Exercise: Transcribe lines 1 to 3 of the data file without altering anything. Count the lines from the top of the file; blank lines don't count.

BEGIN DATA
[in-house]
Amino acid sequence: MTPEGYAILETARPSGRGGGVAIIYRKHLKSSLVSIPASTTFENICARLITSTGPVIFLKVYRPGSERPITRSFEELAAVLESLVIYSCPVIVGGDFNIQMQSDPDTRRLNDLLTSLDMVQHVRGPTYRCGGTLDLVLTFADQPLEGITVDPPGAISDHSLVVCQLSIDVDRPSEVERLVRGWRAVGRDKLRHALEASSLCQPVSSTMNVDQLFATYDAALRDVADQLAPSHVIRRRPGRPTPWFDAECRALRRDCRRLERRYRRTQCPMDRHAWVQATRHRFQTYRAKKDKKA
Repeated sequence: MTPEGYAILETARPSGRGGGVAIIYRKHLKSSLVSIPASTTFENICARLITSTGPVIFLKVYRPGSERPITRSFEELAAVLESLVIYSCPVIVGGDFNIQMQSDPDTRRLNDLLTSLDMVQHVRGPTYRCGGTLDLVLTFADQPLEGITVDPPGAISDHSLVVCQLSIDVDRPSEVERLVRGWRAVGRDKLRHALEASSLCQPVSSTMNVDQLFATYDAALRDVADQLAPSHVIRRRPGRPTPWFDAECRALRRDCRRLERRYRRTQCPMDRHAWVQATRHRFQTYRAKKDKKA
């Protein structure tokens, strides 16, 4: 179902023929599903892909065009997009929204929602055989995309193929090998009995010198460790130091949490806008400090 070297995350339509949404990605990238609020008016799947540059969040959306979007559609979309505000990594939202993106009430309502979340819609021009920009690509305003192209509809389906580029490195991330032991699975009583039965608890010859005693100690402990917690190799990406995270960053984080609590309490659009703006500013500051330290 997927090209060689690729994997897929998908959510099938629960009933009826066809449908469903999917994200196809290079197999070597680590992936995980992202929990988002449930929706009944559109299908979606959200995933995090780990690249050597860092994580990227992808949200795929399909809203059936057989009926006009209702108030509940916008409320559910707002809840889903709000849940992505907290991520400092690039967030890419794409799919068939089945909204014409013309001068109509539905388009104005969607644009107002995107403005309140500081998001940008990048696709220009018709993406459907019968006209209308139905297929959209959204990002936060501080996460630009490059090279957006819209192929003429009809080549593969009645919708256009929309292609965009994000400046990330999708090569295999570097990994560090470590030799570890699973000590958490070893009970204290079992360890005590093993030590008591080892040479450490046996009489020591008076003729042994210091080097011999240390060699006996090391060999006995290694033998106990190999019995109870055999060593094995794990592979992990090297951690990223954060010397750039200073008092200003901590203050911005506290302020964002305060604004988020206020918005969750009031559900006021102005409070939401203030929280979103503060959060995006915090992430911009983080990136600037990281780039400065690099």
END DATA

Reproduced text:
[in-house]
Amino acid sequence: MTPEGYAILETARPSGRGGGVAIIYRKHLKSSLVSIPASTTFENICARLITSTGPVIFLKVYRPGSERPITRSFEELAAVLESLVIYSCPVIVGGDFNIQMQSDPDTRRLNDLLTSLDMVQHVRGPTYRCGGTLDLVLTFADQPLEGITVDPPGAISDHSLVVCQLSIDVDRPSEVERLVRGWRAVGRDKLRHALEASSLCQPVSSTMNVDQLFATYDAALRDVADQLAPSHVIRRRPGRPTPWFDAECRALRRDCRRLERRYRRTQCPMDRHAWVQATRHRFQTYRAKKDKKA
Repeated sequence: MTPEGYAILETARPSGRGGGVAIIYRKHLKSSLVSIPASTTFENICARLITSTGPVIFLKVYRPGSERPITRSFEELAAVLESLVIYSCPVIVGGDFNIQMQSDPDTRRLNDLLTSLDMVQHVRGPTYRCGGTLDLVLTFADQPLEGITVDPPGAISDHSLVVCQLSIDVDRPSEVERLVRGWRAVGRDKLRHALEASSLCQPVSSTMNVDQLFATYDAALRDVADQLAPSHVIRRRPGRPTPWFDAECRALRRDCRRLERRYRRTQCPMDRHAWVQATRHRFQTYRAKKDKKA